Close Menu

Expert insights from UArizona Health Sciences

Let’s Get Ahead of the Family Planning Curve in Arizona

Unintended pregnancies, especially teen pregnancy and its social consequences, are a significant cause of inter-generational poverty and poor health outcomes.
Will Humble, MPH

Unintended pregnancies, especially teen pregnancy and its social consequences, are a significant cause of inter-generational poverty and poor health outcomes. Teen mothers are less likely to finish high school or college, meaning they’re less likely to find well-paying jobs. Unintended pregnancies  also can result in depression, diabetes and obesity in the mother and affect the physical and mental health of the child.

The bottom line is that the physical, social and economic consequences of unintended teen pregnancies can perpetuate across generations. The Arizona teen pregnancy rate is almost 50 percent higher than the national value and the need to lower the unintended pregnancy rate is compelling. The question is, what can we do about it?

Increasing access to Long Acting Reversible Contraceptives (LARCs) is increasingly  recognized as a key tool to reducing unintended teen pregnancies. LARC includes birth control methods like intrauterine devices and implants that last three to 10 years and don’t require user effort daily, weekly or monthly. In fact, LARC is nine times more effective at preventing unintended pregnancies compared to the pill and 18 times more effective than male condoms.

Despite the effectiveness, LARC utilization remains low in the United States (about 11 percent) compared with the pill (25 percent).  Some states, however, have made great strides toward increasing use of this more effective family planning tool.

Colorado was one of the early adopters of LARC, which were provided at no cost to the low-income population through the state’s Title X-funded family planning clinics.  The Initiative was tremendously successful, resulting in lower-than-expected fertility rates, lower abortion rates, reduced unintended teen pregnancies and decreased high-risk births. The state’s Medicaid program has avoided $79 million in birth-related costs between 2010 and 2012 due to reduced fertility rates, resulting in a return on investment of $5.85 per dollar spent.

While Arizona currently provides coverage for LARC as part of the state’s Medicaid program AHCCCS, utilization continues to remain low. The state is reviewing reimbursement strategies for immediate postpartum insertion of LARCs by unbundling payment for LARC from other labor and delivery services – one of the successful strategies adopted by other states.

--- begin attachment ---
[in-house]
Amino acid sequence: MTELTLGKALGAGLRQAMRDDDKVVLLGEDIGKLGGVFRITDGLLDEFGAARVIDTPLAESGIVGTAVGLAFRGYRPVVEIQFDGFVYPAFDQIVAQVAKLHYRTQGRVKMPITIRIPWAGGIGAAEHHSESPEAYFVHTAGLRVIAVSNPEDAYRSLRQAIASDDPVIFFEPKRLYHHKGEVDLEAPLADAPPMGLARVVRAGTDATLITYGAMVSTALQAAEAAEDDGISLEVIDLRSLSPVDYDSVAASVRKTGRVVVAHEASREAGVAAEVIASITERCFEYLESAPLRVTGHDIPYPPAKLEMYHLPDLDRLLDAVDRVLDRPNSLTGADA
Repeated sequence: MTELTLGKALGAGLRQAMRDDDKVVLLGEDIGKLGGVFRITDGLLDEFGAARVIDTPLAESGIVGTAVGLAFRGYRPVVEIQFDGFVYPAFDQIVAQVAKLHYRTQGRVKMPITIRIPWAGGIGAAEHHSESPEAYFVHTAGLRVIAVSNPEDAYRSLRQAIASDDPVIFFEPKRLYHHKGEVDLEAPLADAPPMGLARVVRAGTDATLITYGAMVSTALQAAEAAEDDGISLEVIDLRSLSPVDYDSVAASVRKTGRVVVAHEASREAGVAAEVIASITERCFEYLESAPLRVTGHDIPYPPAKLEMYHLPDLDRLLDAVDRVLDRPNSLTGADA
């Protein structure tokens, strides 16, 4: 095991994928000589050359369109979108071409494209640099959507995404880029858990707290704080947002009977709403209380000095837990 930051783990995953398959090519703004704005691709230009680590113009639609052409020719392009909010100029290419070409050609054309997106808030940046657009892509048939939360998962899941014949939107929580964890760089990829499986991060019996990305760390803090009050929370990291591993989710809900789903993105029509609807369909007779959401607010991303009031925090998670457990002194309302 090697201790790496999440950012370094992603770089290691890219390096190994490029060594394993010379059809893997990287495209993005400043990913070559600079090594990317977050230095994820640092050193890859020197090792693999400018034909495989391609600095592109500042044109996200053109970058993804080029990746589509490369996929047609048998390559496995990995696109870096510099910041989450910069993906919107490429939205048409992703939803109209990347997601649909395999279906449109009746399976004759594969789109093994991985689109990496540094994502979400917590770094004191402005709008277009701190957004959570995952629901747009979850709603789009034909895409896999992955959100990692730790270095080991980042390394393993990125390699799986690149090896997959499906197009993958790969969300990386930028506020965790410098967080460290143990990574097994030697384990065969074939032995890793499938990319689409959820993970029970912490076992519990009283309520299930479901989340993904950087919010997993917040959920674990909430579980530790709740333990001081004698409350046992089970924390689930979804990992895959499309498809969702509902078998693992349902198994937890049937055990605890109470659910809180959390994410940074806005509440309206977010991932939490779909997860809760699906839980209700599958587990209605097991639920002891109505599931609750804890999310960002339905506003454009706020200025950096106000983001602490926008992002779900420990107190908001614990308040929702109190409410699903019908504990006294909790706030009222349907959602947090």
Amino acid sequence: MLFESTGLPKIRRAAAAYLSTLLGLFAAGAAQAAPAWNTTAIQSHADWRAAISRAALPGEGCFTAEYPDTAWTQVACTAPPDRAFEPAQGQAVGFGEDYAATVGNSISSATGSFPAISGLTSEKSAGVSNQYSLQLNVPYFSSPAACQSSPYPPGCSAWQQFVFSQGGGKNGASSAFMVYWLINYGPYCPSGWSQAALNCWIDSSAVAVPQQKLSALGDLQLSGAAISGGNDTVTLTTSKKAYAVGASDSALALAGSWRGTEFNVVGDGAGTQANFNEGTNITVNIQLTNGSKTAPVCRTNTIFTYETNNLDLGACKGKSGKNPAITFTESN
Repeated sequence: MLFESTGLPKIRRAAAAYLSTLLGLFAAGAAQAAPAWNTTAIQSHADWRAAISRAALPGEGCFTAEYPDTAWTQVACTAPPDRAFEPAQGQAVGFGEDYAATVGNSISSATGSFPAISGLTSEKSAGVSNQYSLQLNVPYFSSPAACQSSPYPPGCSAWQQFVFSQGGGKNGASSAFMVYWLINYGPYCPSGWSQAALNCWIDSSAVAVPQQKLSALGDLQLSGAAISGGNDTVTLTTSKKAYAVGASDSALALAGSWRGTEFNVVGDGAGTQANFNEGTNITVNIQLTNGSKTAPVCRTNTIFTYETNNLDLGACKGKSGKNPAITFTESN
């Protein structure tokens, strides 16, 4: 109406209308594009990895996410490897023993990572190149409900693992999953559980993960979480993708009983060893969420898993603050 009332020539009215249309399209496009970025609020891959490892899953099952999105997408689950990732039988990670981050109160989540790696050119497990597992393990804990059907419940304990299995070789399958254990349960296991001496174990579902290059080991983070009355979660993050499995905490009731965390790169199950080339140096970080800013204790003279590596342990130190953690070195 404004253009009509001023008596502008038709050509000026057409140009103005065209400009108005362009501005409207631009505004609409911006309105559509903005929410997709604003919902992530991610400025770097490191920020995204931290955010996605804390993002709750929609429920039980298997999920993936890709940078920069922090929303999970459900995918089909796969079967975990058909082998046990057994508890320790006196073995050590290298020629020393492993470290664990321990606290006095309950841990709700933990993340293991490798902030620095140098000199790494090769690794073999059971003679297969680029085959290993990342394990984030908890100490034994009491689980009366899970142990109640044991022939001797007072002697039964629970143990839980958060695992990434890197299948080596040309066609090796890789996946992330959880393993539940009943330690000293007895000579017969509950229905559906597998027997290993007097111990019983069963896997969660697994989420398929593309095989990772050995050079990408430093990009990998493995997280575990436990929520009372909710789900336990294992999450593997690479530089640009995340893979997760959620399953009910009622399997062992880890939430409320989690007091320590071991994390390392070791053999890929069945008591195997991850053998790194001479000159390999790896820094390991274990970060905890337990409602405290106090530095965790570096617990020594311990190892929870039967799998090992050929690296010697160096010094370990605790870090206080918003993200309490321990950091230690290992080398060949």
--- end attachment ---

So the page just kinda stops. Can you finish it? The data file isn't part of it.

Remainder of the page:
There are other tools Arizona could use to replicate the successes seen in Colorado, including the Medicaid Family Planning Waiver and the Centers for Disease Control and Prevention’s 6|18 Initiative: Accelerating Evidence into Action.

Real-world evidence-based stories like Colorado provide a template for strategies that could be used in Arizona. Decreasing teen pregnancy rates will have a significant impact on reducing inter-generational poverty. It’s time for us to work together to overcome the barriers to LARC usage in Arizona. Visit the Center for Population Science and Discovery’s Long Acting Reversible Contraceptives (LARCs): Efficacy & Cost Effectiveness issue brief for all the details!

About the Author

Will Humble, MPH, is an effective public health leader with over 28 years progressively responsible experience successfully leading public health programs. He has a collaborative management style that focuses on establishing and maintaining effective working relationships with staff and stakeholders. He’s a believer in leading and managing with emotional intelligence.

He served as the division director for health policy and evaluation at the Center for Population Science & Discovery at the University of Arizona’s Health Sciences Center where he provided leadership in the development, management and evaluation of health and public policy advocacy and initiatives. He previously served for 6 years as the director of the Arizona Department of Health Services, which provides a wide array of health related services including Arizona’s behavioral and public health systems, the Arizona State Hospital, medical and child care licensure and certification services, and the Arizona Public Health Laboratory.  

Posts by this Author